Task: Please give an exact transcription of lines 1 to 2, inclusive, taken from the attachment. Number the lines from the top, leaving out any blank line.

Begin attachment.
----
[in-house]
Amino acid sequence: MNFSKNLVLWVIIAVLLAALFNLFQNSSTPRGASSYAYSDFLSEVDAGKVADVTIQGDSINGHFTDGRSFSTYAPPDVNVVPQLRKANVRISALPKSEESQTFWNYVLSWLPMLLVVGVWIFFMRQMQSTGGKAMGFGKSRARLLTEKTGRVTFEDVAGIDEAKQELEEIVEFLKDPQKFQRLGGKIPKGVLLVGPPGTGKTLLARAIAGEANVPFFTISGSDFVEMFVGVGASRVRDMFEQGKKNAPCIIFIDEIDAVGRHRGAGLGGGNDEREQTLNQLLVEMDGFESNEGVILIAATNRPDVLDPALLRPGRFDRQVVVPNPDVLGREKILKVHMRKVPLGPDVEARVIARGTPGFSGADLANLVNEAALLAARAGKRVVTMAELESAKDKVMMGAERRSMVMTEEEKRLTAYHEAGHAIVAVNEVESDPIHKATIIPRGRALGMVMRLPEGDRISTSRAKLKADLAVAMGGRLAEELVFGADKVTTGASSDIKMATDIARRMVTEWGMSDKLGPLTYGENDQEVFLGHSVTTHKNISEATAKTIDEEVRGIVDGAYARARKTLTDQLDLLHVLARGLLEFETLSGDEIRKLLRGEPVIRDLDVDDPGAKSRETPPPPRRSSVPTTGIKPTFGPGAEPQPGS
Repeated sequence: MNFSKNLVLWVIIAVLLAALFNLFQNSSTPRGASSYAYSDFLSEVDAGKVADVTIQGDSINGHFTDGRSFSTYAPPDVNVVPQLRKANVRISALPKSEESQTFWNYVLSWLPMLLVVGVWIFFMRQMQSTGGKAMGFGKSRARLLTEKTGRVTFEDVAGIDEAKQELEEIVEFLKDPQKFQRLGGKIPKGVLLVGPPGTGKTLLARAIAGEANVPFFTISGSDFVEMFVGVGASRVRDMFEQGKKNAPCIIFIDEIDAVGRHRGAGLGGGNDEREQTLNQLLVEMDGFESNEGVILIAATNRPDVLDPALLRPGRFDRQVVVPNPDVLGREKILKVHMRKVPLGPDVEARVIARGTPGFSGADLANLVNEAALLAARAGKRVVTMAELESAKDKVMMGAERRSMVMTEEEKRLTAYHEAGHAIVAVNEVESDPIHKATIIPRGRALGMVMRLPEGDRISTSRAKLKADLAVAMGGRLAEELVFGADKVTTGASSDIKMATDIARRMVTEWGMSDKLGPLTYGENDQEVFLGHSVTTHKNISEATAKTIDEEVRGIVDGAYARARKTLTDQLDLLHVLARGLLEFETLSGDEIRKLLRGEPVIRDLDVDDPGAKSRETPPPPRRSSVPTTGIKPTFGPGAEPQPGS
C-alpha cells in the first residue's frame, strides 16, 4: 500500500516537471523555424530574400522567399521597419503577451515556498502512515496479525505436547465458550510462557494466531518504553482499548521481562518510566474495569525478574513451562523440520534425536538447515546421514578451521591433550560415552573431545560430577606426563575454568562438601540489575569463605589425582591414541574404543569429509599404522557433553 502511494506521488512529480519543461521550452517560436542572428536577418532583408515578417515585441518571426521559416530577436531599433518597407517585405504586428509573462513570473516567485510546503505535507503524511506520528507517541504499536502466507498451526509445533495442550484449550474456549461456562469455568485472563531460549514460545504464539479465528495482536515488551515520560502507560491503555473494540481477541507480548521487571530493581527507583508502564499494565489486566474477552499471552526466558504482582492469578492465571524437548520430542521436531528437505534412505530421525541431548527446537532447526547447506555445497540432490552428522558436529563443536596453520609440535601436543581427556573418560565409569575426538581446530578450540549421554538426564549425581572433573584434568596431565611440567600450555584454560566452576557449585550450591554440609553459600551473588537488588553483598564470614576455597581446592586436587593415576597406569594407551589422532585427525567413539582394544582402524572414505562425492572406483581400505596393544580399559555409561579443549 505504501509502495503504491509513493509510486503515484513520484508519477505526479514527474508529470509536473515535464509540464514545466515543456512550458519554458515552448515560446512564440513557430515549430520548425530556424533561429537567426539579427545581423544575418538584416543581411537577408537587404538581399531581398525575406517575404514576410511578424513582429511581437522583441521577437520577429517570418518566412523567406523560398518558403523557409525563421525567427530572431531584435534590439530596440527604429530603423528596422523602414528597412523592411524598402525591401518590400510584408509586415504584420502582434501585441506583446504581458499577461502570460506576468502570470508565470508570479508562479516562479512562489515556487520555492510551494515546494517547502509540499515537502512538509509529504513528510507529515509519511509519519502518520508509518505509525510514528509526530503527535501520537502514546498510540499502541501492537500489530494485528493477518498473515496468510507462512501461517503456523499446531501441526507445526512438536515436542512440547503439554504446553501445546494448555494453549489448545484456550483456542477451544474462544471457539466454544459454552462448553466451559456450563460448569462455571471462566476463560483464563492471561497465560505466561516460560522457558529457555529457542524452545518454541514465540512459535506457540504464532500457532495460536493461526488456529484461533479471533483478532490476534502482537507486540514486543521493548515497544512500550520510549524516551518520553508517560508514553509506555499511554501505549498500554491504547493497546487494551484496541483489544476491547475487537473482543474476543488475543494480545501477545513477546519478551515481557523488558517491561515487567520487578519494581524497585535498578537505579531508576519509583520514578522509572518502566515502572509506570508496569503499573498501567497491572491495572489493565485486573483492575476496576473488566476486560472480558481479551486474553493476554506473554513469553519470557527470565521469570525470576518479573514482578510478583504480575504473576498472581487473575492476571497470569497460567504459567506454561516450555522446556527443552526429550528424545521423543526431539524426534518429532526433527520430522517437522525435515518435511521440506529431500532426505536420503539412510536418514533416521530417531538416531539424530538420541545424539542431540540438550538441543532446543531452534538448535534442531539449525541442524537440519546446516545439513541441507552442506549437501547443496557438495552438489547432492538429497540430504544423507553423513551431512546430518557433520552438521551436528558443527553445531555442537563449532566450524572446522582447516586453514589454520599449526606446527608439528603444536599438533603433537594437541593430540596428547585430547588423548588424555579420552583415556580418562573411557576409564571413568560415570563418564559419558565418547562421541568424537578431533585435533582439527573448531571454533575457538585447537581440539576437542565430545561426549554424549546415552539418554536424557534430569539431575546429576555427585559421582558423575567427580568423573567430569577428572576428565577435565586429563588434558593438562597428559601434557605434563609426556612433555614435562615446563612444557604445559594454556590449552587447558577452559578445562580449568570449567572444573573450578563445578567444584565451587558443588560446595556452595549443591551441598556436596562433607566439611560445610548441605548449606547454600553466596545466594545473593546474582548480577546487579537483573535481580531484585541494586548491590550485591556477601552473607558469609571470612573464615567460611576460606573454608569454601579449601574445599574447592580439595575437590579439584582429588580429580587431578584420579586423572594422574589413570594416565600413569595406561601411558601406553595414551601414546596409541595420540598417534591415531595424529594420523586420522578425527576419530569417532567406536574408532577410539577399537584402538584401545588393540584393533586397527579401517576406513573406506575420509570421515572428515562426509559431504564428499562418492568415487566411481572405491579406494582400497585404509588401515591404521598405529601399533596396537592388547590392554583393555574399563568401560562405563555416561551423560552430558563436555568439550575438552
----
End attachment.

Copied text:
[in-house]
Amino acid sequence: MNFSKNLVLWVIIAVLLAALFNLFQNSSTPRGASSYAYSDFLSEVDAGKVADVTIQGDSINGHFTDGRSFSTYAPPDVNVVPQLRKANVRISALPKSEESQTFWNYVLSWLPMLLVVGVWIFFMRQMQSTGGKAMGFGKSRARLLTEKTGRVTFEDVAGIDEAKQELEEIVEFLKDPQKFQRLGGKIPKGVLLVGPPGTGKTLLARAIAGEANVPFFTISGSDFVEMFVGVGASRVRDMFEQGKKNAPCIIFIDEIDAVGRHRGAGLGGGNDEREQTLNQLLVEMDGFESNEGVILIAATNRPDVLDPALLRPGRFDRQVVVPNPDVLGREKILKVHMRKVPLGPDVEARVIARGTPGFSGADLANLVNEAALLAARAGKRVVTMAELESAKDKVMMGAERRSMVMTEEEKRLTAYHEAGHAIVAVNEVESDPIHKATIIPRGRALGMVMRLPEGDRISTSRAKLKADLAVAMGGRLAEELVFGADKVTTGASSDIKMATDIARRMVTEWGMSDKLGPLTYGENDQEVFLGHSVTTHKNISEATAKTIDEEVRGIVDGAYARARKTLTDQLDLLHVLARGLLEFETLSGDEIRKLLRGEPVIRDLDVDDPGAKSRETPPPPRRSSVPTTGIKPTFGPGAEPQPGS